New policy clears the air by banning all tobacco product use on campus

The university has been smoke-free since 2013, but the new policy will also include all tobacco product, like chewing tobacco.

MU has added to its existing smoke-free policy to include all tobacco products banned on campus. The new policy now includes any tobacco, electronic nicotine devices and hookah products as of Aug. 20.

The new policy was developed last June by the Tobacco Free Mizzou Committee, Kevin Everett, associate professor and chairman of the committee, said. Everett’s main academic research is focused on harm caused by tobacco and methods for quitting.

The committee studied campus policies and tobacco control practices at other universities. Everett said the committee found through research that, while educating students is important to quitting and reducing tobacco use, policy change has proven to be most effective.

In 2013, MU adopted a smoke-free policy, banning smoking inside or within 20 feet of the entrance of any building. The policy has been amended and revised several times since then, Everett said, with this as the most recent addition.

Last fall, MU received a grant from the American Cancer Society’s Tobacco-Free Generation Campus Initiative to assist with costs for developing and implementing the new policy. Everett said that the money has been used for printing new signs for around campus and other strategic communication efforts to increase awareness of the new policy.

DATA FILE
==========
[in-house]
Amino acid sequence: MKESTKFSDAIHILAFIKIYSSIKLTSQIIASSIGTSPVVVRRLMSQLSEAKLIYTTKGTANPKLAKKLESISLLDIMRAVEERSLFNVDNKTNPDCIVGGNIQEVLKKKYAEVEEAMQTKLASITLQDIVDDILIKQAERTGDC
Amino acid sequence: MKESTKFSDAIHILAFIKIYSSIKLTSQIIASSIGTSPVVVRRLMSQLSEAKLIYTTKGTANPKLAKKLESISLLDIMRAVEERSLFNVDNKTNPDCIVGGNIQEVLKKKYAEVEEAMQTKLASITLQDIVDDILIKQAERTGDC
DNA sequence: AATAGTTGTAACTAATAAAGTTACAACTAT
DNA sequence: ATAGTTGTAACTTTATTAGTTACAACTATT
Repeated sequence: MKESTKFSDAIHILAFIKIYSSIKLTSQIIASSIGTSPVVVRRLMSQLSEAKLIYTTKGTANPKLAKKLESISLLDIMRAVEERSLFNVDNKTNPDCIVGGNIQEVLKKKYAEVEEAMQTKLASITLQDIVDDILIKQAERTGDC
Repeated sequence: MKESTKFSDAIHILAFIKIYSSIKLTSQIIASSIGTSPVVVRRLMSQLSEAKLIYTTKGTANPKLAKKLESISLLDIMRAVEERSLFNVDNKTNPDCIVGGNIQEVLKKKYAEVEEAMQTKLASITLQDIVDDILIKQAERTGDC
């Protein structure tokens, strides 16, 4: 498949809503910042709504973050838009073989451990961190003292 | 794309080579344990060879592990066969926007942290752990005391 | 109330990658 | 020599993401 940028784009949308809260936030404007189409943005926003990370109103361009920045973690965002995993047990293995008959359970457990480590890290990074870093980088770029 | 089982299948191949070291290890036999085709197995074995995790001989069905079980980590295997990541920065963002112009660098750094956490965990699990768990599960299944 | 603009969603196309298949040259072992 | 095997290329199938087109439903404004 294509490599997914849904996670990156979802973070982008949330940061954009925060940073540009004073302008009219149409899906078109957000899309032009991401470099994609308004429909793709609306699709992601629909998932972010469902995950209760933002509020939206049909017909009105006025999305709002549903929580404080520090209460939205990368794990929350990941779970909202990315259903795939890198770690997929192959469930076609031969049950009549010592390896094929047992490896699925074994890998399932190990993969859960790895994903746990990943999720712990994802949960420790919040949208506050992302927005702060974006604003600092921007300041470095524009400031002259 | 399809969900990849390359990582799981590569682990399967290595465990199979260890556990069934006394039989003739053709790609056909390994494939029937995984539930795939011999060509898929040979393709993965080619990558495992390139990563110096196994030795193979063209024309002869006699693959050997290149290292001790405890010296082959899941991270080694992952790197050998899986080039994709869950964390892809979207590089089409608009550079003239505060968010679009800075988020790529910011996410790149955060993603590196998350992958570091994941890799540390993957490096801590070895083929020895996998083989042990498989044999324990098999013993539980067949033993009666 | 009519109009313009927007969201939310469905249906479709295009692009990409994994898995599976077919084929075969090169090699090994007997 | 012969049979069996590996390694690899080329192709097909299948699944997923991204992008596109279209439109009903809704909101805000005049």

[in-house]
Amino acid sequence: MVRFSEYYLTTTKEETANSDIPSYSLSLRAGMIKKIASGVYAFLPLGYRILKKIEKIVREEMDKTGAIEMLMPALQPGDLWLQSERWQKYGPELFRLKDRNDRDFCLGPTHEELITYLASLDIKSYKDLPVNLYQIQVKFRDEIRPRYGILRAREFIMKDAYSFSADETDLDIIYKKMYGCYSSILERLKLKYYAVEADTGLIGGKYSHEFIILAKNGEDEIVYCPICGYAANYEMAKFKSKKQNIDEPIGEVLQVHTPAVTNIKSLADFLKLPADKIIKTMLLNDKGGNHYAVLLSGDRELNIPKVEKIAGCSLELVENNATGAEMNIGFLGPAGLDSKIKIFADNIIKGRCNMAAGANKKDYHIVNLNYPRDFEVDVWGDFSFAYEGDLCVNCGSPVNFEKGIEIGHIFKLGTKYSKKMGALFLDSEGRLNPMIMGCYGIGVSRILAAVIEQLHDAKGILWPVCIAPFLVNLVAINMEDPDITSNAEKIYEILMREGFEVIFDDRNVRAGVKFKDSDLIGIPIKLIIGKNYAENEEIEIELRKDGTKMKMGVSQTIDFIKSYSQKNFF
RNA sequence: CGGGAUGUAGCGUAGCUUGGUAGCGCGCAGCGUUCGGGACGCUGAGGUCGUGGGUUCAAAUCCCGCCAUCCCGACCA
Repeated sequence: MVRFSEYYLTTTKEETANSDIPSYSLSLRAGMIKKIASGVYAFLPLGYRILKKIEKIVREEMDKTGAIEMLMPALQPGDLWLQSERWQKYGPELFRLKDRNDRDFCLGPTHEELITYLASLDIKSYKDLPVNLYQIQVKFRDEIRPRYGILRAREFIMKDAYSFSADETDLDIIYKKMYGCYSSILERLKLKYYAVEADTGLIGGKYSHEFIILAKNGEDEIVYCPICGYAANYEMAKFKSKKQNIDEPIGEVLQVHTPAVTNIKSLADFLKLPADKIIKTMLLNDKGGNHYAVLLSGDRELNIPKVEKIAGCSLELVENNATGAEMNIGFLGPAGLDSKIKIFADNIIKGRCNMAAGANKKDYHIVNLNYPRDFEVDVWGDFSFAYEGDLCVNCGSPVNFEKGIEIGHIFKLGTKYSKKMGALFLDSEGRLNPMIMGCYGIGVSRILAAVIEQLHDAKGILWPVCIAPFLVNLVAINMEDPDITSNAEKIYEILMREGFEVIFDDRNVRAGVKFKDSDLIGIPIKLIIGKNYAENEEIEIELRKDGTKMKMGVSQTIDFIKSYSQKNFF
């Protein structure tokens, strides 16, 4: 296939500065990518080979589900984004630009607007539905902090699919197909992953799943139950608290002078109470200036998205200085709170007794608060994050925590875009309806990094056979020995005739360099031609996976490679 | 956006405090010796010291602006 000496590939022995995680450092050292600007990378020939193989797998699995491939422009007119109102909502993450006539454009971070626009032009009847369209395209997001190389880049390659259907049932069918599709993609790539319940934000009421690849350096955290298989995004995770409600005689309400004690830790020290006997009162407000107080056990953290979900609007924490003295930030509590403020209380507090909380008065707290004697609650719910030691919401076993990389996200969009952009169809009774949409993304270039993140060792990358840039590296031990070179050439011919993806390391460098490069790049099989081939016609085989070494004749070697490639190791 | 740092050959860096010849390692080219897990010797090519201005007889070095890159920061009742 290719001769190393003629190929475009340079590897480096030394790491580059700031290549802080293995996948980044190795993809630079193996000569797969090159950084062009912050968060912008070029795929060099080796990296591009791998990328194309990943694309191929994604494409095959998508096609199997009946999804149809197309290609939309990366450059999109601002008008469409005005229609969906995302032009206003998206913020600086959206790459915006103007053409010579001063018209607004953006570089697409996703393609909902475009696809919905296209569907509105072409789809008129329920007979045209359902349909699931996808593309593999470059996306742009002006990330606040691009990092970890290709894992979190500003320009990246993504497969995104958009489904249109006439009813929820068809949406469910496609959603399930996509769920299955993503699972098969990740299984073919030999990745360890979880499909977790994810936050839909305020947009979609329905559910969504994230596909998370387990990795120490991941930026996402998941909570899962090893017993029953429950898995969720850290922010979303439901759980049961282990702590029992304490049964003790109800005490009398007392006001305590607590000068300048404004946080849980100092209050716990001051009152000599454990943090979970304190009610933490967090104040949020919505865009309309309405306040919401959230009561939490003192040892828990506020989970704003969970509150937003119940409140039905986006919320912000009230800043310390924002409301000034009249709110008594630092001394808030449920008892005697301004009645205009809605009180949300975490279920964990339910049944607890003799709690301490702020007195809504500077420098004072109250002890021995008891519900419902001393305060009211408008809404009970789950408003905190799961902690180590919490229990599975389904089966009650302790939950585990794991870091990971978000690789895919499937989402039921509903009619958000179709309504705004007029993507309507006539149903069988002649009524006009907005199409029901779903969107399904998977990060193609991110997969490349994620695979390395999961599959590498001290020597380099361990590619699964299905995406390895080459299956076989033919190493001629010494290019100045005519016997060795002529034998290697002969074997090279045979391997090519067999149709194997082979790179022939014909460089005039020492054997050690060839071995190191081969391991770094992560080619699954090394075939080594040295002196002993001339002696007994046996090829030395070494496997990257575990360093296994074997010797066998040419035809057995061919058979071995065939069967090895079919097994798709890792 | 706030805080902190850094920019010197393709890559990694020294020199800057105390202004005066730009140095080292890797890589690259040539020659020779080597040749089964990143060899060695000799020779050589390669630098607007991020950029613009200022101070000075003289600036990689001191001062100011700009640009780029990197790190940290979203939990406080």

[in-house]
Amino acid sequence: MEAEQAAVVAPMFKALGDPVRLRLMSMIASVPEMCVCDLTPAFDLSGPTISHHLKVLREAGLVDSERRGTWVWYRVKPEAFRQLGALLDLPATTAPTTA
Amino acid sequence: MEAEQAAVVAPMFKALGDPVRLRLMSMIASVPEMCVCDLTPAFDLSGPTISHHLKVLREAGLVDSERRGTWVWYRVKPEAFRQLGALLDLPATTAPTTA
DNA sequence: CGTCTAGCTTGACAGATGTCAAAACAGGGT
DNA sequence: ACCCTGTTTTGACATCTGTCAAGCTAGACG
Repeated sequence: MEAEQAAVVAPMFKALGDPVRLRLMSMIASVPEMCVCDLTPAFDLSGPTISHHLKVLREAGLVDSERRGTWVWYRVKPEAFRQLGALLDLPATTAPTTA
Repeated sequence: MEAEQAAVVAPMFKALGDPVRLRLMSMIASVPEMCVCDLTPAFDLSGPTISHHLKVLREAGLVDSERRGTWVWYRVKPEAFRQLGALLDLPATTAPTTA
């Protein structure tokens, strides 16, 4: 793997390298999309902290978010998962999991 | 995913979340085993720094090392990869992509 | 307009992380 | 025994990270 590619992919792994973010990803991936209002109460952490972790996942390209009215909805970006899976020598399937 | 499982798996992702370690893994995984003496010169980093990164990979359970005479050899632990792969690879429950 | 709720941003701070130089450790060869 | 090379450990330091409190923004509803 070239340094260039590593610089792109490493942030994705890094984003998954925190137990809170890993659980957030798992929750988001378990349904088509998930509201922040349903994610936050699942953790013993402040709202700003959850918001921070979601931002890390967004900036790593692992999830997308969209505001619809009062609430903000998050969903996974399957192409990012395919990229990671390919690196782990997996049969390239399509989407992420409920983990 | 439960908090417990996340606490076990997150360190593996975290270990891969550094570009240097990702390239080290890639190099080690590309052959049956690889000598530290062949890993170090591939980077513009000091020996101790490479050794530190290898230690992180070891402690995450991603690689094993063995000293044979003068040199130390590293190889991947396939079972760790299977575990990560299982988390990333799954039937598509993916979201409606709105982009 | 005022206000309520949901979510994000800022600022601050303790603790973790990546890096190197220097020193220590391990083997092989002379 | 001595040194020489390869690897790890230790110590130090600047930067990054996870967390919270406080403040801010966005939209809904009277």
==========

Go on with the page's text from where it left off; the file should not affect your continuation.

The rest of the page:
The committee also consists of faculty, staff and student ambassadors working with the Wellness Resource Center to enforce the policy.

Student ambassador and junior Haydn Sloan Elsey said the policy was motivated after noticing changing tobacco trends, especially with a rise in smokeless tobacco among college students.

Everett said those who are caught in violation of the policy will be connected with resources available through the university to quit using tobacco. Most of the people they speak to are provided with verbal warnings and are unaware of any existing policy, senior and student ambassador Sonia Clark said. She said that a lot of people she’s spoken to assumed that only cigarettes are banned and that vape pens were not included in the smoke-free policy.

The committee hired six student ambassadors to make rounds on campus in order to locate and notify violators, Everett said. Clark said that a lot of the people she’s approached have been well-receiving of being told they’re in violation, are apologetic and put away what they’d been using.

Everett said he and the student ambassadors are aware that they can’t find everyone using tobacco, especially those who may be consuming smokeless tobacco and can be less visible to the public eye.

However, Clark said that while they may not be able to “catch” everyone using tobacco, they can help reduce tobacco use on campus overall.

There is also a “report an issue” link at, which takes users to a heat map and a survey, for members of the university community.

“We have great resources on campus already for students, staff and faculty to promote a healthy lifestyle,” Chancellor Alexander Cartwright said in a press release. “Becoming a tobacco-free campus will help us be a healthier place to work and to learn.”

Edited by Caitlyn Rosen |

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